Michigan expands Medicaid to cover pregnant women and children of Flint

Michigan obtained approval for its Section 1115 waiver request to extend Medicaid coverage to Flint residents affected by exposure to lead. The demonstration will extend Medicaid coverage to 15,000 additional children and pregnant women. Additionally, under the program, 30,000 Medicaid beneficiaries in the Flint area will be able to access expanded benefits.

Demonstration

The expanded coverage will apply to children up to age 21 and pregnant women who used Flint’s water system from April 2014 through a date when the water is deemed safe. The coverage will be limited to those with incomes up to 400 percent of the federal poverty level. However, Michigan will provide individuals with higher incomes an opportunity to purchase coverage without subsidies. The state will provide targeted case management services as part of the arrangement in order to assist impacted residents with obtaining medical, social, and educational services. The demonstration will last for a period of five years.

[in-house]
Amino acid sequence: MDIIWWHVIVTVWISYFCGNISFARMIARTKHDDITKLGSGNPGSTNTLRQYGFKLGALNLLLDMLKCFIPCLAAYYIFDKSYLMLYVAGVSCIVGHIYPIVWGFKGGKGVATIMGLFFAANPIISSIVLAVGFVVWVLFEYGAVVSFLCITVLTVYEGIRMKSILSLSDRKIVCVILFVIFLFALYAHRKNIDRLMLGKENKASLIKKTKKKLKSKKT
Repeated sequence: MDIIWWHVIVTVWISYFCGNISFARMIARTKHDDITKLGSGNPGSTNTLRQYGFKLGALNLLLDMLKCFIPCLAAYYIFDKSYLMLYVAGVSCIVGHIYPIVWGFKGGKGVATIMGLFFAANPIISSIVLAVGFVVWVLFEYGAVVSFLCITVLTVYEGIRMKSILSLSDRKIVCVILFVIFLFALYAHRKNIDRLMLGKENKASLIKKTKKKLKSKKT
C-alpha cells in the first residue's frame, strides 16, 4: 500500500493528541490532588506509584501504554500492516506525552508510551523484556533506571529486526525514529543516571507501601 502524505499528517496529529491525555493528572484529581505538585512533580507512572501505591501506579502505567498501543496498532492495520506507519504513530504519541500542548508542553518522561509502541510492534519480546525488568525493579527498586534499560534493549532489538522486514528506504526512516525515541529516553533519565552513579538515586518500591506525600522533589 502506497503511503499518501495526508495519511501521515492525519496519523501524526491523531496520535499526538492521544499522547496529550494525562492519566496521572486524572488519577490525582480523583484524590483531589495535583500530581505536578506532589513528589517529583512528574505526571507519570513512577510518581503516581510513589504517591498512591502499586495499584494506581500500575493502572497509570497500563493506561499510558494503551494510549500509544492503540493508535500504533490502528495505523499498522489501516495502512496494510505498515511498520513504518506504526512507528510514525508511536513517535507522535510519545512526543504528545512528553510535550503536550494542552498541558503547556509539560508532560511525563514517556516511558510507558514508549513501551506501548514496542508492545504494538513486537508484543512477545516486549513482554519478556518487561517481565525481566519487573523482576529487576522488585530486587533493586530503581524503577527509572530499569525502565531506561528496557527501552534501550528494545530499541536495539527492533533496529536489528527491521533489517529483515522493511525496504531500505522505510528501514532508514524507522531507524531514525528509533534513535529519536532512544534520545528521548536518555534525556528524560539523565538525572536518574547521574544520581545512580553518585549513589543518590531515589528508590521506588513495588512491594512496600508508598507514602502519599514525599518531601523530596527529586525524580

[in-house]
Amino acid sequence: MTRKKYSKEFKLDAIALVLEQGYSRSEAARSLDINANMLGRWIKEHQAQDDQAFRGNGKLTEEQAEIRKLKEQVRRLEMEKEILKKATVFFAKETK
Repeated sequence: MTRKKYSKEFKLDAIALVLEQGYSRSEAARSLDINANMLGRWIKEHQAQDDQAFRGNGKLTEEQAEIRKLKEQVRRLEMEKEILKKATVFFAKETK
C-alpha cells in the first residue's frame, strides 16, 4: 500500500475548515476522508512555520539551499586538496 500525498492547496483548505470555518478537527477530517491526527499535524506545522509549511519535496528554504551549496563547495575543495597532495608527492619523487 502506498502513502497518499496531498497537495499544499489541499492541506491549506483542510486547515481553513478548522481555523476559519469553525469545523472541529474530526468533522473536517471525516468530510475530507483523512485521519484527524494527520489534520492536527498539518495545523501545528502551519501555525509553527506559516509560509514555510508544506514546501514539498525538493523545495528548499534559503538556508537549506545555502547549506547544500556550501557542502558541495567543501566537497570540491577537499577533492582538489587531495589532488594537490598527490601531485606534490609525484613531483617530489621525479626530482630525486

Water crisis

The lead exposure problem began two years ago when the city’s water supply was changed from Lake Huron to the Flint River. Following the source transition, residents noticed changes in their water—discoloration and bad smell and taste. Ultimately it was determined that lead was present in the water. Research indicated that children from the area younger than five—the population most vulnerable to lead poisoning—showed elevated blood lead levels. According to the Centers for Disease Control and Prevention (CDC), lead can have serious long-lasting effects on children, from learning difficulties to death. The approval of the waiver request follows a declaration by the President that the Flint water crisis reached a state of emergency.

Medicaid

Other states have used Medicaid in emergency situations in the past. For example, approximately 350,000 New Yorkers were covered by Disaster Relief Medicaid (DRM) for the four-month time period following the September, 11, 2001, attacks. Michigan also used a Section 1115 waiver to expand its Medicaid program under the Patient Protection and Affordable Care Act (ACA) (P.L. 111-148). The state’s demonstration waiver, known as the “Healthy Michigan Plan” was initially approved on December 23, 2013. The Healthy Michigan Plan covers eligible adults with income up to and including 138 percent of the federal poverty level.